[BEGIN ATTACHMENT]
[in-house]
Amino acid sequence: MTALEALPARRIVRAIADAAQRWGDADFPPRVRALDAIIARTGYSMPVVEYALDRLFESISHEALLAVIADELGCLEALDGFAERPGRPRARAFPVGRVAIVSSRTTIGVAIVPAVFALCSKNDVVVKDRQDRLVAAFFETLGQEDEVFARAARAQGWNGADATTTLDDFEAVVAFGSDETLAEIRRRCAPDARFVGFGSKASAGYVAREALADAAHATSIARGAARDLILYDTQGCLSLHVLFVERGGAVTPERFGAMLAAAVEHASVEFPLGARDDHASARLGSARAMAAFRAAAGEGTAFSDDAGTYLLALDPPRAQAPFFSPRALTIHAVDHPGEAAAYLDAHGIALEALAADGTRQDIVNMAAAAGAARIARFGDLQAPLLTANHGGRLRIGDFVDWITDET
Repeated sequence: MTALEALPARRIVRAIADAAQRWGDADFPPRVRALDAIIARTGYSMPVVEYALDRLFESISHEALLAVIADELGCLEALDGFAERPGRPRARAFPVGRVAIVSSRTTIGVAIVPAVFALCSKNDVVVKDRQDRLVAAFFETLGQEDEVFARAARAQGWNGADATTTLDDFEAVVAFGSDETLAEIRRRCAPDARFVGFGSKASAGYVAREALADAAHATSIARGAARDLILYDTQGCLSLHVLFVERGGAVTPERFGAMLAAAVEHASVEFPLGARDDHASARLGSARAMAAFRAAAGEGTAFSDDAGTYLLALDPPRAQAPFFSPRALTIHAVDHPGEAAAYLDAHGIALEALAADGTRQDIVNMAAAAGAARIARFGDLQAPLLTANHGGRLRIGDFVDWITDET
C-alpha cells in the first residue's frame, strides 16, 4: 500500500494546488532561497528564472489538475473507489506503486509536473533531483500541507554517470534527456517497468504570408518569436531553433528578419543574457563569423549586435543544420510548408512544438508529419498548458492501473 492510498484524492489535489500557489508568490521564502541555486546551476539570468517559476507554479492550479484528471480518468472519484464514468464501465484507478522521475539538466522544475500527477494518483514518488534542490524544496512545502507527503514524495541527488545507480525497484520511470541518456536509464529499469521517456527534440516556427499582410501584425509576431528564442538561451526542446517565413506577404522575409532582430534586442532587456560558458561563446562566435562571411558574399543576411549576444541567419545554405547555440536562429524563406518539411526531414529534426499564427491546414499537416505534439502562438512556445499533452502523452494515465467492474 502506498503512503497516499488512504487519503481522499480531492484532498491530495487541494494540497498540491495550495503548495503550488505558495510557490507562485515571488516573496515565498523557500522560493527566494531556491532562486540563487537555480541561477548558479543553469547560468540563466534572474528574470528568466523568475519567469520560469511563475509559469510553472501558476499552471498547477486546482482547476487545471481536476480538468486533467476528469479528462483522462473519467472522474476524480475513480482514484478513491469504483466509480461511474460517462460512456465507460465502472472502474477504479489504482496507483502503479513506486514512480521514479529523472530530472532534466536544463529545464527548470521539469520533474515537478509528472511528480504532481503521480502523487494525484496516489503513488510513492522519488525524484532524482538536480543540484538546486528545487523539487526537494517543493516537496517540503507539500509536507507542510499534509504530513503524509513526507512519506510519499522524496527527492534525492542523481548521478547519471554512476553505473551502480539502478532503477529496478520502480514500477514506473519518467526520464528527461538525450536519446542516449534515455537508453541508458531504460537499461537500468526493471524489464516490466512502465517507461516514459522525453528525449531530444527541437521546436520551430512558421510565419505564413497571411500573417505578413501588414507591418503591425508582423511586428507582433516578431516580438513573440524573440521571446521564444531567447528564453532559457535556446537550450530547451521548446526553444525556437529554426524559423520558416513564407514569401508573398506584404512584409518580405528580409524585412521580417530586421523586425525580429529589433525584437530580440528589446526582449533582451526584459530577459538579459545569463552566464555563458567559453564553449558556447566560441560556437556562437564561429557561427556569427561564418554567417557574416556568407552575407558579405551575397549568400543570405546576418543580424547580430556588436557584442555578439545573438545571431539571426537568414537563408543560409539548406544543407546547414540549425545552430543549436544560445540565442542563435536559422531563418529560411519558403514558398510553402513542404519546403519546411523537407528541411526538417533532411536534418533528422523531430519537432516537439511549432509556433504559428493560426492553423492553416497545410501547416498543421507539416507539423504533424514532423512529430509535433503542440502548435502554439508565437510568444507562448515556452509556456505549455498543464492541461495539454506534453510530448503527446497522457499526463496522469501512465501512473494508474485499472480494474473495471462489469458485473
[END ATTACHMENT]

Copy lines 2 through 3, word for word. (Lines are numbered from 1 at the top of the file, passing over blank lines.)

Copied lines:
Amino acid sequence: MTALEALPARRIVRAIADAAQRWGDADFPPRVRALDAIIARTGYSMPVVEYALDRLFESISHEALLAVIADELGCLEALDGFAERPGRPRARAFPVGRVAIVSSRTTIGVAIVPAVFALCSKNDVVVKDRQDRLVAAFFETLGQEDEVFARAARAQGWNGADATTTLDDFEAVVAFGSDETLAEIRRRCAPDARFVGFGSKASAGYVAREALADAAHATSIARGAARDLILYDTQGCLSLHVLFVERGGAVTPERFGAMLAAAVEHASVEFPLGARDDHASARLGSARAMAAFRAAAGEGTAFSDDAGTYLLALDPPRAQAPFFSPRALTIHAVDHPGEAAAYLDAHGIALEALAADGTRQDIVNMAAAAGAARIARFGDLQAPLLTANHGGRLRIGDFVDWITDET
Repeated sequence: MTALEALPARRIVRAIADAAQRWGDADFPPRVRALDAIIARTGYSMPVVEYALDRLFESISHEALLAVIADELGCLEALDGFAERPGRPRARAFPVGRVAIVSSRTTIGVAIVPAVFALCSKNDVVVKDRQDRLVAAFFETLGQEDEVFARAARAQGWNGADATTTLDDFEAVVAFGSDETLAEIRRRCAPDARFVGFGSKASAGYVAREALADAAHATSIARGAARDLILYDTQGCLSLHVLFVERGGAVTPERFGAMLAAAVEHASVEFPLGARDDHASARLGSARAMAAFRAAAGEGTAFSDDAGTYLLALDPPRAQAPFFSPRALTIHAVDHPGEAAAYLDAHGIALEALAADGTRQDIVNMAAAAGAARIARFGDLQAPLLTANHGGRLRIGDFVDWITDET